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If your vehicle was listed in your Chapter 7 bankruptcy almost a year ago and the bankruptcy has been discharged and you are current on your payments can you still turn it in?

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2006-06-09 01:01:48
2006-06-09 01:01:48

Yes you can still turn it in. They told me that because it was involved in the bankruptcy, I could stop paying at any time and either call them to come get it or take it to the nearest dealer. I chose to keep my vehicle at the time but have since traded in for another.

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In the State of Illinois, you can keep your home while filing a Chapter 7 if it is determined that you do not have an equity position in your home that exceeds the Illinois statutory exemptions and continue to be current on your monthly mortgage payments.

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Your husband's name is not on the deed, but is he on the loan? If yes, then it cannot be foreclosed and repossessed if the property is listed on his bankruptcy filing, and, as long as his bankruptcy payments are current. If he defaults on bankruptcy payments, then you can lose the property. If he is not on the loan, then your house can be foreclosed and repossessed.

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You do. You were in possession of the car. The car was registered to you. Until the car is sold, you are legally and financially responsible for it.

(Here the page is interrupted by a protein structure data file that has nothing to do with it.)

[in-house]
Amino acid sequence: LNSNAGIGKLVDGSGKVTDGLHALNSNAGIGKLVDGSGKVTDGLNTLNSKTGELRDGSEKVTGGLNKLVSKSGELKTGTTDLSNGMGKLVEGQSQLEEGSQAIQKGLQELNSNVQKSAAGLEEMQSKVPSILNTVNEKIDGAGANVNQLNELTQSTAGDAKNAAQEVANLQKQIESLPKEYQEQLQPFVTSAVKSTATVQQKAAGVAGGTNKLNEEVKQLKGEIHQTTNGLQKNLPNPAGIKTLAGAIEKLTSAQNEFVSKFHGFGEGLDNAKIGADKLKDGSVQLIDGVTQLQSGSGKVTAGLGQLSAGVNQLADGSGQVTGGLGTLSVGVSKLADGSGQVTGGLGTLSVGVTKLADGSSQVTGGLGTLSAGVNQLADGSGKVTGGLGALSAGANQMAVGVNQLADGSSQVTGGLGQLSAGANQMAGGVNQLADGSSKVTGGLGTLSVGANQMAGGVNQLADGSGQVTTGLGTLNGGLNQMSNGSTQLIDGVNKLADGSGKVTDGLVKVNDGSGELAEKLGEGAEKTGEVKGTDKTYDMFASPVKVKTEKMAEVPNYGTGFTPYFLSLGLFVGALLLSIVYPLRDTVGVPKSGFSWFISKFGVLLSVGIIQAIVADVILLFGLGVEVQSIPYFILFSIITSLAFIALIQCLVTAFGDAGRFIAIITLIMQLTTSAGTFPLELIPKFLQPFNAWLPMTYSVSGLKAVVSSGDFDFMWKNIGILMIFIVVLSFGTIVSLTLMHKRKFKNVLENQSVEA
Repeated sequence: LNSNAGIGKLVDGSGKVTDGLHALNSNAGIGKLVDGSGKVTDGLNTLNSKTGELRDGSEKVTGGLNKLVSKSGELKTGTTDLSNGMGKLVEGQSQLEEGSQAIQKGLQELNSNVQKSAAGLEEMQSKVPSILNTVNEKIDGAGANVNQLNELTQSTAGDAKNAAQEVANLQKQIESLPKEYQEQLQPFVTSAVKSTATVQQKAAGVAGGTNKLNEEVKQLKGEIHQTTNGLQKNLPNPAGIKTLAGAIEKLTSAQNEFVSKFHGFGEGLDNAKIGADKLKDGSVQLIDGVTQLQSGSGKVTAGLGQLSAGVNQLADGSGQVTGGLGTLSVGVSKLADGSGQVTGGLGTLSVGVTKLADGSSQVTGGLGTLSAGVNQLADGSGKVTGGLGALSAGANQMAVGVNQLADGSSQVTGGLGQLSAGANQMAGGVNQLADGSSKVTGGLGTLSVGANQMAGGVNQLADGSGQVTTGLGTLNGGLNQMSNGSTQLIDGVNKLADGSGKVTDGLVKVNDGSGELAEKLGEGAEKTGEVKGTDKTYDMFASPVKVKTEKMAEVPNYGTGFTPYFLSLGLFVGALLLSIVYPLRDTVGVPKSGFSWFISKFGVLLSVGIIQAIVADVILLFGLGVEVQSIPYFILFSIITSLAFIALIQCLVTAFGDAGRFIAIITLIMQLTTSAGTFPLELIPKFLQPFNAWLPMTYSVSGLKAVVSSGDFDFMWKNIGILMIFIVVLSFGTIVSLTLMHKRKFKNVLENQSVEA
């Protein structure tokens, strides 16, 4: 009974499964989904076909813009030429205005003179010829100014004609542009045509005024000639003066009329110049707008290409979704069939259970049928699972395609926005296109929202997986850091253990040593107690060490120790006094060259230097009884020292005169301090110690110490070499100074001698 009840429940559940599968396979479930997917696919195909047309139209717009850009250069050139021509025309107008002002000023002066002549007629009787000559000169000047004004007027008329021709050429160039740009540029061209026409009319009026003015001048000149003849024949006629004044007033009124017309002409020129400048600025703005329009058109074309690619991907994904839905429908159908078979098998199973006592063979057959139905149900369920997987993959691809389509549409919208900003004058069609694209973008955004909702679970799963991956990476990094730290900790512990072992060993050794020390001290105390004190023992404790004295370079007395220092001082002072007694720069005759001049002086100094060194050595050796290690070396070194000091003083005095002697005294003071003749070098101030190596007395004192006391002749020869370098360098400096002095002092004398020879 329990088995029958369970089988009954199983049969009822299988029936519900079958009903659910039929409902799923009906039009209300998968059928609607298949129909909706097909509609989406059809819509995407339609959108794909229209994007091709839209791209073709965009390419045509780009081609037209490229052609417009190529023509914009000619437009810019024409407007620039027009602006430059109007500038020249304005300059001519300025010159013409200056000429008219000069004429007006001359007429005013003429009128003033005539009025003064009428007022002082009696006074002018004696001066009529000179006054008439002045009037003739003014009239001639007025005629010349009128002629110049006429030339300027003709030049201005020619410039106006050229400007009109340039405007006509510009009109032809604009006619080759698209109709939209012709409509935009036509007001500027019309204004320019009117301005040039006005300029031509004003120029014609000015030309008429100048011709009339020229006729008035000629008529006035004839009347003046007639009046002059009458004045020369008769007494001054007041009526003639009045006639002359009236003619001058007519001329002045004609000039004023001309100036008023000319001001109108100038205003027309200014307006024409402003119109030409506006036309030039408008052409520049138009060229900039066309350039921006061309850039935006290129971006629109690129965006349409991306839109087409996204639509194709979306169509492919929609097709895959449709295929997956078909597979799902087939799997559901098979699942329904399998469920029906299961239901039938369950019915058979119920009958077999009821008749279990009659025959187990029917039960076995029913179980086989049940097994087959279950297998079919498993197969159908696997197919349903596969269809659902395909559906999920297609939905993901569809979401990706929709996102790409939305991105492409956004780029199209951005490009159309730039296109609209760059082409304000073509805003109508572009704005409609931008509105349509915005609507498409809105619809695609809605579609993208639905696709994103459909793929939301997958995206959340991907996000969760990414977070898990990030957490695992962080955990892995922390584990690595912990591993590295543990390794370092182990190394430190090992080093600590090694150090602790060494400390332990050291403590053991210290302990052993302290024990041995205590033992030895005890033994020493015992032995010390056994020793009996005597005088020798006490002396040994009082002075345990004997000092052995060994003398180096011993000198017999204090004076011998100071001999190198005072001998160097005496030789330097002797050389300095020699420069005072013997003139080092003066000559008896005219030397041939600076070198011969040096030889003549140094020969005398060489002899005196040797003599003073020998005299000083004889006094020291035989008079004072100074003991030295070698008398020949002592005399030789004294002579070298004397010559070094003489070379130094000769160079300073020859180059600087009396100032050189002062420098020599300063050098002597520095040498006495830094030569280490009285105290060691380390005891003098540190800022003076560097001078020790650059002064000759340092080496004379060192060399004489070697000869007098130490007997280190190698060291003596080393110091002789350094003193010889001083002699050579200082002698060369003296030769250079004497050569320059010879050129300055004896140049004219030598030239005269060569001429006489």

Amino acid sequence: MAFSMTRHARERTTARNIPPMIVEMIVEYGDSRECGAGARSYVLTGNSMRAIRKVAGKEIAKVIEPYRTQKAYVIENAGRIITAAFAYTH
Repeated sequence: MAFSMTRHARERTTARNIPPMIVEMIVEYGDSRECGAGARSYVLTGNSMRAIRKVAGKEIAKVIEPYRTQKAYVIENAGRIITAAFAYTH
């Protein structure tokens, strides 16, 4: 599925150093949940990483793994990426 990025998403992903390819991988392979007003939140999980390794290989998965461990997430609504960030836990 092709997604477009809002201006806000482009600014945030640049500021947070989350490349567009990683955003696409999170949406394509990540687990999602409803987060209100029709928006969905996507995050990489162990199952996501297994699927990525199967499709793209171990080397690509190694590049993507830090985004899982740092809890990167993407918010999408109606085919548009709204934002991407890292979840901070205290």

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Not usually. Although it does look more positive than a Chap. 7 discharge. The only way a consumer's CRS will improve is by establishing new credit and showing they are a good "risk". Which means keeping payments current, and unsecured debt, minimal.

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If what you mean is can back owed child support payments be discharged in bankruptcy: NO. Regardless of how old the child is now. on the other hand if you mean to be included in the repayment schedule for a chapter 13 then yes. Child support arrearages can sometimes be included in bankruptcy. This pertains to arrearages only and not to current support due. A bankruptcy petition cannot override a court order of support and if arrearages are allowed to be included in a 13 the arrearages must be paid in full, not a percentage thereof, as is possible with unsecured creditors.


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